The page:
"I want to elect someone who looks to securing their financial future beyond their tenure in Washington."
"I want a multi-tasker: My elected representative needs to be able to manage public budgets and use insider information to manage his or her own portfolio at the same time."
"I want to cast my vote for someone always looking out for Number One - him or herself. "
You don't hear campaign testimonials along those lines, yet plenty of elected officials are using their offices as a stepping stone for self-enrichment. Members of Congress and their staff travel an express line from the Capitol to lucrative jobs in the private sector, whether they are officially called "lobbyists" or not (remember, Newt Gingrich was simply a "historian" in his consulting gigs).
Bush's cronies bounced into government long enough to help out the firms they'd work for as soon as they left. That Administration's go-to contractor was Cheney's previous project, Halliburton. And it's not just one side of the aisle: Robert Rubin steered deregulation of an industry into which he leapt head-first as an executive…an industry that profited massively from the new landscape and then from government bailouts.
Even Bill Clinton's speaking fees are a reminder of the post-service payday that may weigh as heavily as one's own public service legacy.
Meanwhile, members of Congress and their families get access to the best single-payer healthcare a government can provide. We hear about the extra-credit perks members take - from Tom DeLay's junkets to the apartments of Charlie Rangel, up for reelection - made all the more astonishing by the fact that many of these folks either enter wealthy already or are ensured a soft landing with a golden parachute. Given all the fully-legal and quasi-legitimate benefits, you'd think they wouldn't have to grab at any more.
Which makes the recent Washington Post revelations both distressing and unsurprising. As Congress worked to stabilize the financial market, they spent just enough time stabilizing their own portfolios - selling, reconfiguring and generally coming out ahead at a time when many of their constituents were about to lose big.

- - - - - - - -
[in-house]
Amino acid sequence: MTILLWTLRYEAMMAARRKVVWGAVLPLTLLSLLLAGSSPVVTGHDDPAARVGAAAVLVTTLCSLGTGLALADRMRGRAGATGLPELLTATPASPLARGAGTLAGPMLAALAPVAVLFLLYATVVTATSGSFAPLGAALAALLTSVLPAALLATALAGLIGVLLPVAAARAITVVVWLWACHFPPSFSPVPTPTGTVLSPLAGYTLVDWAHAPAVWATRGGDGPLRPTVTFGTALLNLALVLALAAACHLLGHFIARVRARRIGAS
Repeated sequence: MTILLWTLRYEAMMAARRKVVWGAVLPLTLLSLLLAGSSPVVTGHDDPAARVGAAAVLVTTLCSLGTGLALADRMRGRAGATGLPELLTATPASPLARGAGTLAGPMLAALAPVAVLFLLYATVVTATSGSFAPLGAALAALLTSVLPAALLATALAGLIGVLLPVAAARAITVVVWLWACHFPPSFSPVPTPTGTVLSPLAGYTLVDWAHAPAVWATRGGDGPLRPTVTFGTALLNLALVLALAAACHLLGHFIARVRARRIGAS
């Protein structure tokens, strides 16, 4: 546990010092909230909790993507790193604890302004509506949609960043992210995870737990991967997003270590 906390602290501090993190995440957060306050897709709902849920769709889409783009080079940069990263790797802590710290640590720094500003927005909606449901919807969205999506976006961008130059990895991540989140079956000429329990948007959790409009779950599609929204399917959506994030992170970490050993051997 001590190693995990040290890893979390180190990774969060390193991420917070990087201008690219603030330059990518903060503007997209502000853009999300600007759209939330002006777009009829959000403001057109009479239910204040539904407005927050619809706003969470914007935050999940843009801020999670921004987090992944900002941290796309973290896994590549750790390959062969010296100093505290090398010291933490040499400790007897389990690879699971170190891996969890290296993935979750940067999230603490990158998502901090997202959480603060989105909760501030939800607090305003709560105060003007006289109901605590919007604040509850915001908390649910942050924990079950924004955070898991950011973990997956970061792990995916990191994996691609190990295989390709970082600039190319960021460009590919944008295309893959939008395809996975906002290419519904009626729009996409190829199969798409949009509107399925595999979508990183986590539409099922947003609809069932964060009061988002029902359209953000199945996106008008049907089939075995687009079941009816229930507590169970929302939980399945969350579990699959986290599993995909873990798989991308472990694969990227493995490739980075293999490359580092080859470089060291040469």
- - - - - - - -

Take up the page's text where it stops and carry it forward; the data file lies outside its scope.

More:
Whether it counts as an illegal act of insider trading, it certainly marks an ethical stain for a political body already disdained with low approval ratings for its unproductive record of governing. And clearly many of our representatives found it abhorrent enough that a law was passed this past year to make such trading based on privileged knowledge illegal.
Some of the lawmakers who approved the Stock Act may have just been closing the barn door after themselves. It's likely that many others were truly concerned by their colleagues' behavior and how it would reflect on all of them. Many of our representatives are trying to serve the public, and their efforts and reputations are badly hurt by those who think they are in a self-serve lane.
We want our elected officials to embody public-minded virtues that make us proud. It's not just an principled hope; we compensate them well enough that it can be a reality. We should pay them well enough that they can resist the self-enriching moonlighting which not only compromise their morals but also our public policy.
But when they are on our dime, they also need to make us Number One - and when they fail to, we shouldn't hesitate to relieve them of their duties. I still believe there are plenty of good people ready to take their place - and while the system may lean toward corruption, I still believe we can find the candidates who want to do right by us.
We don't want representatives who simply follow the law, yet exploit the loopholes; we want those who serve as an ethical example even when the law doesn't explicitly tell them how to behave. Because that behavior is true leadership -- which, more than the ability to multi-task, is the main quality we are seeking among the applicants knocking at our door.